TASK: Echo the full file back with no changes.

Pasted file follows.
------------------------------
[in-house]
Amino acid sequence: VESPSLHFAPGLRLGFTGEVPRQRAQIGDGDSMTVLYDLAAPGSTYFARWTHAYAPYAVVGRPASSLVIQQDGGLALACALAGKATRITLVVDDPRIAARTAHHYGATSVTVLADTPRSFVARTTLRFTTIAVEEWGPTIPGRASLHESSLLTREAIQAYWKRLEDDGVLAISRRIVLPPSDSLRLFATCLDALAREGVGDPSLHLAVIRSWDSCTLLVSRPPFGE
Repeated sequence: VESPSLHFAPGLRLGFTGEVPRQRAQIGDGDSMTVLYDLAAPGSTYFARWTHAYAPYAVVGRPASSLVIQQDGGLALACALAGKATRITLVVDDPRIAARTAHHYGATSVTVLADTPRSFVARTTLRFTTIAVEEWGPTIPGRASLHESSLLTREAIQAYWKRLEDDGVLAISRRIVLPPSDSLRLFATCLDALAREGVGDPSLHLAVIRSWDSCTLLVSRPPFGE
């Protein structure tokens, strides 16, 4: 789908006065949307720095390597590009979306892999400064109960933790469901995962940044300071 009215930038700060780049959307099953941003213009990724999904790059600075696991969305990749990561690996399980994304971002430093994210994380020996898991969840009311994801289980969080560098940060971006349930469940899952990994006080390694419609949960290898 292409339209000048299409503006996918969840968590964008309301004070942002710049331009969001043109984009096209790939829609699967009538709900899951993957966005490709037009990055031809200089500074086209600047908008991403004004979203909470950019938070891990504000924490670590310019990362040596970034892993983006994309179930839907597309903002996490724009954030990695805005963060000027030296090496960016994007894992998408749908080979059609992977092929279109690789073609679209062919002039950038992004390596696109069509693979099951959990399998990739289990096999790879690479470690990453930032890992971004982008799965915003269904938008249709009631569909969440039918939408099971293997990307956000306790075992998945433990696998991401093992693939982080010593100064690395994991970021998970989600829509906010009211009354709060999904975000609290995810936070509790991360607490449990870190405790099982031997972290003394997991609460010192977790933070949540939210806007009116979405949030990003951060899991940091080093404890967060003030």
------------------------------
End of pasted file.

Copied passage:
[in-house]
Amino acid sequence: VESPSLHFAPGLRLGFTGEVPRQRAQIGDGDSMTVLYDLAAPGSTYFARWTHAYAPYAVVGRPASSLVIQQDGGLALACALAGKATRITLVVDDPRIAARTAHHYGATSVTVLADTPRSFVARTTLRFTTIAVEEWGPTIPGRASLHESSLLTREAIQAYWKRLEDDGVLAISRRIVLPPSDSLRLFATCLDALAREGVGDPSLHLAVIRSWDSCTLLVSRPPFGE
Repeated sequence: VESPSLHFAPGLRLGFTGEVPRQRAQIGDGDSMTVLYDLAAPGSTYFARWTHAYAPYAVVGRPASSLVIQQDGGLALACALAGKATRITLVVDDPRIAARTAHHYGATSVTVLADTPRSFVARTTLRFTTIAVEEWGPTIPGRASLHESSLLTREAIQAYWKRLEDDGVLAISRRIVLPPSDSLRLFATCLDALAREGVGDPSLHLAVIRSWDSCTLLVSRPPFGE
């Protein structure tokens, strides 16, 4: 789908006065949307720095390597590009979306892999400064109960933790469901995962940044300071 009215930038700060780049959307099953941003213009990724999904790059600075696991969305990749990561690996399980994304971002430093994210994380020996898991969840009311994801289980969080560098940060971006349930469940899952990994006080390694419609949960290898 292409339209000048299409503006996918969840968590964008309301004070942002710049331009969001043109984009096209790939829609699967009538709900899951993957966005490709037009990055031809200089500074086209600047908008991403004004979203909470950019938070891990504000924490670590310019990362040596970034892993983006994309179930839907597309903002996490724009954030990695805005963060000027030296090496960016994007894992998408749908080979059609992977092929279109690789073609679209062919002039950038992004390596696109069509693979099951959990399998990739289990096999790879690479470690990453930032890992971004982008799965915003269904938008249709009631569909969440039918939408099971293997990307956000306790075992998945433990696998991401093992693939982080010593100064690395994991970021998970989600829509906010009211009354709060999904975000609290995810936070509790991360607490449990870190405790099982031997972290003394997991609460010192977790933070949540939210806007009116979405949030990003951060899991940091080093404890967060003030």